Written Word

Who is Righteous?

Jesus directed his parable about the Pharisee and the tax collector “To some who were confident of their own righteousness and looked down on everyone else.” (Luke 18:9-14) When the Pharisee prayed, he paraded all his deeds before God. He was giving God a gentle reminded that he was a good man, a moral man: he fasted twice a week and contributed a tenth of his income. And he was especially pleased that he was not like the tax collector. Tax collectors were notorious for corruption. The tone of his voice revealed just how pleased he was with himself. Yes, he deserved to go to heaven.

In contrast to the Pharisee, the tax collector “stood at a distance. He would not even look up to heaven, but beat his breast and said, ‘God have mercy on me, a sinner.'” And Jesus said that the tax collector “rather than the other [Pharisee] went home justified before God.”

The problem the Pharisee had was not that he didn’t try hard enough to be good, he did, but his trust was in what he was doing to secure him his place in heaven. He was going to save himself. Whereas the tax collector acknowledged that he was spiritually bankrupt, with nothing to recommend him, and threw himself upon the mercy of God.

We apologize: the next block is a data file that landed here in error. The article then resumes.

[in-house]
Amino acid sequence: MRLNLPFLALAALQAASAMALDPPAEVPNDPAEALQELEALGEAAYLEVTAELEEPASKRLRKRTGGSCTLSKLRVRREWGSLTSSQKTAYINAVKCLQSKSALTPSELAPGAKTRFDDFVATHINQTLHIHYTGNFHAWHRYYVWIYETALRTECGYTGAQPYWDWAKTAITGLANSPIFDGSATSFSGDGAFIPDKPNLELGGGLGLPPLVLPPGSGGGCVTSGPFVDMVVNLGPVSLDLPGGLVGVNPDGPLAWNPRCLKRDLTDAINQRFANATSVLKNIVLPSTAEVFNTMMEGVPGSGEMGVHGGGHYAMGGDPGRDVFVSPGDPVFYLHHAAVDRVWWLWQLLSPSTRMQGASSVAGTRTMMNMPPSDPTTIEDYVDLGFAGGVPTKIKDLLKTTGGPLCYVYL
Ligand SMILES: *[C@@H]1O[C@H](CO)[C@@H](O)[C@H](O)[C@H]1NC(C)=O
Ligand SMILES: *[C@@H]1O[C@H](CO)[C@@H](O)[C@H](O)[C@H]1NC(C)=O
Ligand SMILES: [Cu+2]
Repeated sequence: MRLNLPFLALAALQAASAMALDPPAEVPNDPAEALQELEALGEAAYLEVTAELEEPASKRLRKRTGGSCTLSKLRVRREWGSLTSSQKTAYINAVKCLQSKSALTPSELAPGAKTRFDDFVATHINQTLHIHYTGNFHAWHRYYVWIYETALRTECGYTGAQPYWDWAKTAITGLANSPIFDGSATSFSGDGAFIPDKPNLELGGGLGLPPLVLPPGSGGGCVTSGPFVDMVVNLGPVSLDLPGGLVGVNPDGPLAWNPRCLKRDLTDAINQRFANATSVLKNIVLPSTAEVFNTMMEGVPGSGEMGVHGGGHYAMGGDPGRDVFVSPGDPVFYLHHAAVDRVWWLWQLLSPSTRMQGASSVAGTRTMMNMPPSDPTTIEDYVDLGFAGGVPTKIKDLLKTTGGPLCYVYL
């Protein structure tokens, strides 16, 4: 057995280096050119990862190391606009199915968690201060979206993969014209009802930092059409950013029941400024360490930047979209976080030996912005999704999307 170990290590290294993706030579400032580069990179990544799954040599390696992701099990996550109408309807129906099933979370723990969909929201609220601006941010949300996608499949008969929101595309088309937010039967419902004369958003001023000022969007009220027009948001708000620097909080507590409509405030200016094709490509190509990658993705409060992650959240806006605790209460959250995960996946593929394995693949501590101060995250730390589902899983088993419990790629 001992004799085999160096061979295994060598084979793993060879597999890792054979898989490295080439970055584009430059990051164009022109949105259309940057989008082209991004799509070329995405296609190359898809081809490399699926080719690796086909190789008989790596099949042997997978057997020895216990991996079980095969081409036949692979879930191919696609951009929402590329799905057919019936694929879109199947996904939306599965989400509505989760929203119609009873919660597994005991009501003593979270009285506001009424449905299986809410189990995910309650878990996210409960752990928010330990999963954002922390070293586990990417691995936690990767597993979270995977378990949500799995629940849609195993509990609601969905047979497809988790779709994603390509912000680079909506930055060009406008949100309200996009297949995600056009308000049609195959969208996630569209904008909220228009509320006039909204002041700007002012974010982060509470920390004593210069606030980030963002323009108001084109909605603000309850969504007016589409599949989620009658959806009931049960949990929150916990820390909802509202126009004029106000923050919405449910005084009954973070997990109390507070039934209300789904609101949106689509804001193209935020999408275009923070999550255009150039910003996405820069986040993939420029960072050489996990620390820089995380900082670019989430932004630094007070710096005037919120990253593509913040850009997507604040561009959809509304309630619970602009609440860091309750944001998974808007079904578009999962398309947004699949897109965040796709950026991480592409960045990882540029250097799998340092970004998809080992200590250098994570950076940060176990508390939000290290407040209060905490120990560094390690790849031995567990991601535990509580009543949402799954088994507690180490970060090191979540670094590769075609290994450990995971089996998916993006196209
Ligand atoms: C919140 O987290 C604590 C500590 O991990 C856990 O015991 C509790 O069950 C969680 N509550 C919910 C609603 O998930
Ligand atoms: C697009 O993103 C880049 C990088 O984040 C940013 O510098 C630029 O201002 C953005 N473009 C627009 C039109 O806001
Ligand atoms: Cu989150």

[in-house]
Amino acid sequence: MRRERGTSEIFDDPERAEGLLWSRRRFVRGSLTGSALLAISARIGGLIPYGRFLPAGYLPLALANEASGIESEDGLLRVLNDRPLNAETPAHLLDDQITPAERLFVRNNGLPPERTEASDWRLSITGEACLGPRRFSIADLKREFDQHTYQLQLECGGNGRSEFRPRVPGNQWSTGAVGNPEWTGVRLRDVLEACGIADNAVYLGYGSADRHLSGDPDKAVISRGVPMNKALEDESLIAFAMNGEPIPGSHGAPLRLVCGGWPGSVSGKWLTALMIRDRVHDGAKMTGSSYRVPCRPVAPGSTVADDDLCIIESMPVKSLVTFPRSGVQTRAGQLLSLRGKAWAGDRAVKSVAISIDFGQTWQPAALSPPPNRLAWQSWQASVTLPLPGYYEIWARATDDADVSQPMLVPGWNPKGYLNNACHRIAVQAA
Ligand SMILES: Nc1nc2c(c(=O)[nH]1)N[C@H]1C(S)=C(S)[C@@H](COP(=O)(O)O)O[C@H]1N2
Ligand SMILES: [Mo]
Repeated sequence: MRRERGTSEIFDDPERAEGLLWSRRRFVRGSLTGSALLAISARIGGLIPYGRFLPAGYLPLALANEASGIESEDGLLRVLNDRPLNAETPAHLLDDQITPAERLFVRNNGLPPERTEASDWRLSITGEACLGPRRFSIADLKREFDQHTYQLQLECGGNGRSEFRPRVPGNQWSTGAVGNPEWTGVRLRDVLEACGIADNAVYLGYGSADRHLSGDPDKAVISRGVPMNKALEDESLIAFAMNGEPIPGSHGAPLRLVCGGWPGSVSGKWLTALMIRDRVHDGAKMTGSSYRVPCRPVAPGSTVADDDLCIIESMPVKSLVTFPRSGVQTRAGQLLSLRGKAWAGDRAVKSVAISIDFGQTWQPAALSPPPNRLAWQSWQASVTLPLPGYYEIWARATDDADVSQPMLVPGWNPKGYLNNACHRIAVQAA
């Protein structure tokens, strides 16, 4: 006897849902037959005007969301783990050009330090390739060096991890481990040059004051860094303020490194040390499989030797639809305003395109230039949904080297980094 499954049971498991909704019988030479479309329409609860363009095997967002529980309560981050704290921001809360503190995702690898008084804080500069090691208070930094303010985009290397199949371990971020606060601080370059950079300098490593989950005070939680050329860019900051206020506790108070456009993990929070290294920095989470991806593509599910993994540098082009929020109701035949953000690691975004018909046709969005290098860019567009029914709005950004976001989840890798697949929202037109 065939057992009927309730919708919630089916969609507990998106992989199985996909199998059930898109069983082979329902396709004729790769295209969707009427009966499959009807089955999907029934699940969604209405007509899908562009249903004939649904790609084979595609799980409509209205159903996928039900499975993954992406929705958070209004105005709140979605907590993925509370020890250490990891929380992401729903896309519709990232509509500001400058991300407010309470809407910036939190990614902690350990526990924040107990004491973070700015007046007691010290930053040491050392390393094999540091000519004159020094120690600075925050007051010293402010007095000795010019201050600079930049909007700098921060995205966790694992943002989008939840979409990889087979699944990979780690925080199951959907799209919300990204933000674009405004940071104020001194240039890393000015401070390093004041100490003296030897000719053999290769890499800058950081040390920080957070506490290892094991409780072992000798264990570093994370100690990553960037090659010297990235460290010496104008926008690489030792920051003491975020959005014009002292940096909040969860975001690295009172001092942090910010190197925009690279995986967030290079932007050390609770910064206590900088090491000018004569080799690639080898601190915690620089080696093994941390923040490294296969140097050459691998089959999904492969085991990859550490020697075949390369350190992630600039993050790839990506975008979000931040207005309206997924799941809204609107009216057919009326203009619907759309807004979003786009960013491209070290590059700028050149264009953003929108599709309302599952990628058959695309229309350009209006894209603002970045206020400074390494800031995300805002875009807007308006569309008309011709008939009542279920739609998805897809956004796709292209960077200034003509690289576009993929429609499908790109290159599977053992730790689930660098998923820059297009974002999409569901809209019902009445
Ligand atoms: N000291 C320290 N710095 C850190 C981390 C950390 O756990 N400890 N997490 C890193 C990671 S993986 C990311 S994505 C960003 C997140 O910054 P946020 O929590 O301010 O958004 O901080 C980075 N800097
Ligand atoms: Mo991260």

Two men, two sinners, one trusting in himself the other trusting in the mercy of God. Two different results: one person lost and the other saved.

Trusting God’s Righteousness

The futile attempt to make oneself right with God is expressed by Paul as he laments the lost condition of his fellow countrymen: “Dear brothers and sisters, the longing of my heart and prayer to God is that the Jewish people might be saved. I know what enthusiasm they have for God, but it is misdirected zeal. For they don’t understand God’s way of making people right with himself. Indeed they are clinging to their own way of getting right with God by trying to keep the law. They won’t go along with God’s way. For Christ has accomplished the whole purpose of the law. All who believe in him are made right with God.” (Romans 10:1-4)

These people not only believed in God but were zealous for him, yet they were lost (hence Paul’s prayer that they might be saved). How could such people be lost?

Their problem, like so many today, was this: they did not know how God accounts a sinner right with him and, as a result, they set about establishing their own righteousness. In other words, they would make themselves right with God. They were attempting the impossible.

None of us can save ourselves by producing a standard of righteousness acceptable to God. In his love and mercy for us, God has provided us with a Saviour who has done for us what we could never have done for ourselves. He is our righteousness. We must depend on him, not on ourselves.